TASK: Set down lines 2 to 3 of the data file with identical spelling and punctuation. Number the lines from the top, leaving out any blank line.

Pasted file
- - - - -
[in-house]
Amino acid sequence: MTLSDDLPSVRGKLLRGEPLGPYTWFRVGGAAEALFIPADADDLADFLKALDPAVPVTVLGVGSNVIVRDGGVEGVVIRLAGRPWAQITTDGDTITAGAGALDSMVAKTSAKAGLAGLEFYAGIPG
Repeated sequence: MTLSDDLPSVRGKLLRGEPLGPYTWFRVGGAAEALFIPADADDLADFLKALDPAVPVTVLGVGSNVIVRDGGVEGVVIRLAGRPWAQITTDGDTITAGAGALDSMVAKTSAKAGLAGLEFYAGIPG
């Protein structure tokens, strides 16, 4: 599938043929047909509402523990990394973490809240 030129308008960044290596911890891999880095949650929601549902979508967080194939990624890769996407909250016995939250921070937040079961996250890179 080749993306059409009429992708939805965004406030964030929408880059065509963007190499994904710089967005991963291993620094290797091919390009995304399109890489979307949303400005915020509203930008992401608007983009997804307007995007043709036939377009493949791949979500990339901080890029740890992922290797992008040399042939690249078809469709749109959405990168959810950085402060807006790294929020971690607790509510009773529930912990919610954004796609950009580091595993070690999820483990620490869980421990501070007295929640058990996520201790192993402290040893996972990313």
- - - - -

Amino acid sequence: MTLSDDLPSVRGKLLRGEPLGPYTWFRVGGAAEALFIPADADDLADFLKALDPAVPVTVLGVGSNVIVRDGGVEGVVIRLAGRPWAQITTDGDTITAGAGALDSMVAKTSAKAGLAGLEFYAGIPG
Repeated sequence: MTLSDDLPSVRGKLLRGEPLGPYTWFRVGGAAEALFIPADADDLADFLKALDPAVPVTVLGVGSNVIVRDGGVEGVVIRLAGRPWAQITTDGDTITAGAGALDSMVAKTSAKAGLAGLEFYAGIPG